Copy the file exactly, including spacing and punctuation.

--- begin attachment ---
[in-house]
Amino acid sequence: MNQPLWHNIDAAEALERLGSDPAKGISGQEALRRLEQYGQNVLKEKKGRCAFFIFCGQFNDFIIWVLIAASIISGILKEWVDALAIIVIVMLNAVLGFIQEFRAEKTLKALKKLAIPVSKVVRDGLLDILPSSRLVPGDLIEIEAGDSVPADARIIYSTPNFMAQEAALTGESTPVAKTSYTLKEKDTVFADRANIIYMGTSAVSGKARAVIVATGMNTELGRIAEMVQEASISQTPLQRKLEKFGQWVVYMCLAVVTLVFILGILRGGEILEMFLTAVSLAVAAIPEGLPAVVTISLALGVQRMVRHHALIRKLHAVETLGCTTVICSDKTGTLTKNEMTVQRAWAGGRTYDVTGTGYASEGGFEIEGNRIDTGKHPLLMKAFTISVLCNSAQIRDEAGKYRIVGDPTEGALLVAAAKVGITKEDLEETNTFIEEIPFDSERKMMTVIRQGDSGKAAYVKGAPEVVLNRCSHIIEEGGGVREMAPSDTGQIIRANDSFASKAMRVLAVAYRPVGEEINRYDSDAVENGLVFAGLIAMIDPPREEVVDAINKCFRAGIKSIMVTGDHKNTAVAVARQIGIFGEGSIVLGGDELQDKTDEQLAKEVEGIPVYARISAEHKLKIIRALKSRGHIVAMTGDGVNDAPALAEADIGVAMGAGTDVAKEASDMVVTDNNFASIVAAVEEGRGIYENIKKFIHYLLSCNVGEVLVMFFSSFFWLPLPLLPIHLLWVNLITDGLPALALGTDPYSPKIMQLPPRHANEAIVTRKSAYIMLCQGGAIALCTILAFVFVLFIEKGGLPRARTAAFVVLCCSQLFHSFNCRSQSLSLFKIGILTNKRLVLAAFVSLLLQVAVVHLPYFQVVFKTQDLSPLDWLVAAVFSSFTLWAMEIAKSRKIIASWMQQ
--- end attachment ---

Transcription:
[in-house]
Amino acid sequence: MNQPLWHNIDAAEALERLGSDPAKGISGQEALRRLEQYGQNVLKEKKGRCAFFIFCGQFNDFIIWVLIAASIISGILKEWVDALAIIVIVMLNAVLGFIQEFRAEKTLKALKKLAIPVSKVVRDGLLDILPSSRLVPGDLIEIEAGDSVPADARIIYSTPNFMAQEAALTGESTPVAKTSYTLKEKDTVFADRANIIYMGTSAVSGKARAVIVATGMNTELGRIAEMVQEASISQTPLQRKLEKFGQWVVYMCLAVVTLVFILGILRGGEILEMFLTAVSLAVAAIPEGLPAVVTISLALGVQRMVRHHALIRKLHAVETLGCTTVICSDKTGTLTKNEMTVQRAWAGGRTYDVTGTGYASEGGFEIEGNRIDTGKHPLLMKAFTISVLCNSAQIRDEAGKYRIVGDPTEGALLVAAAKVGITKEDLEETNTFIEEIPFDSERKMMTVIRQGDSGKAAYVKGAPEVVLNRCSHIIEEGGGVREMAPSDTGQIIRANDSFASKAMRVLAVAYRPVGEEINRYDSDAVENGLVFAGLIAMIDPPREEVVDAINKCFRAGIKSIMVTGDHKNTAVAVARQIGIFGEGSIVLGGDELQDKTDEQLAKEVEGIPVYARISAEHKLKIIRALKSRGHIVAMTGDGVNDAPALAEADIGVAMGAGTDVAKEASDMVVTDNNFASIVAAVEEGRGIYENIKKFIHYLLSCNVGEVLVMFFSSFFWLPLPLLPIHLLWVNLITDGLPALALGTDPYSPKIMQLPPRHANEAIVTRKSAYIMLCQGGAIALCTILAFVFVLFIEKGGLPRARTAAFVVLCCSQLFHSFNCRSQSLSLFKIGILTNKRLVLAAFVSLLLQVAVVHLPYFQVVFKTQDLSPLDWLVAAVFSSFTLWAMEIAKSRKIIASWMQQ